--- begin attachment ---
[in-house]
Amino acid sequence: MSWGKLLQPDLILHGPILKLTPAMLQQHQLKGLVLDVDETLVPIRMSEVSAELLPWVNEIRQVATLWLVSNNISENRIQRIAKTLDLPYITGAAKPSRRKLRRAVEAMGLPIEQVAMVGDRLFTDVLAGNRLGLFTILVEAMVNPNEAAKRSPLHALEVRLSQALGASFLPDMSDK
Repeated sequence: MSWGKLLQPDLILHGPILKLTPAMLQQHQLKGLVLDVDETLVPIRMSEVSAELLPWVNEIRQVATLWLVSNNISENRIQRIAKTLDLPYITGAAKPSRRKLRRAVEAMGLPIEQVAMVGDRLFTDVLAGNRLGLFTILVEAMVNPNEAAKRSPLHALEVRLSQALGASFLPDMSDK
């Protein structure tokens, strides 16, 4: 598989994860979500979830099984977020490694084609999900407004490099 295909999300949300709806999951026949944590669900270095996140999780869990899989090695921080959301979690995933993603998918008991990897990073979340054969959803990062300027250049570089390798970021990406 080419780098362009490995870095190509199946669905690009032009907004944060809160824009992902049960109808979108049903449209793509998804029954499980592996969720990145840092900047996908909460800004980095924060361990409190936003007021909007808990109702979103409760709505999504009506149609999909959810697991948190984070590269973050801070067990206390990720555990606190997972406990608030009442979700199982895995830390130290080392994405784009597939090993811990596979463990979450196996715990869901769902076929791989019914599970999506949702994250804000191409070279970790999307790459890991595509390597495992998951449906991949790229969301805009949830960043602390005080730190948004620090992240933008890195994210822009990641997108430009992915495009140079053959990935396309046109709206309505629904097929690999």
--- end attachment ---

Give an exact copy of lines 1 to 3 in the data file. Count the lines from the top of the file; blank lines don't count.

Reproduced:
[in-house]
Amino acid sequence: MSWGKLLQPDLILHGPILKLTPAMLQQHQLKGLVLDVDETLVPIRMSEVSAELLPWVNEIRQVATLWLVSNNISENRIQRIAKTLDLPYITGAAKPSRRKLRRAVEAMGLPIEQVAMVGDRLFTDVLAGNRLGLFTILVEAMVNPNEAAKRSPLHALEVRLSQALGASFLPDMSDK
Repeated sequence: MSWGKLLQPDLILHGPILKLTPAMLQQHQLKGLVLDVDETLVPIRMSEVSAELLPWVNEIRQVATLWLVSNNISENRIQRIAKTLDLPYITGAAKPSRRKLRRAVEAMGLPIEQVAMVGDRLFTDVLAGNRLGLFTILVEAMVNPNEAAKRSPLHALEVRLSQALGASFLPDMSDK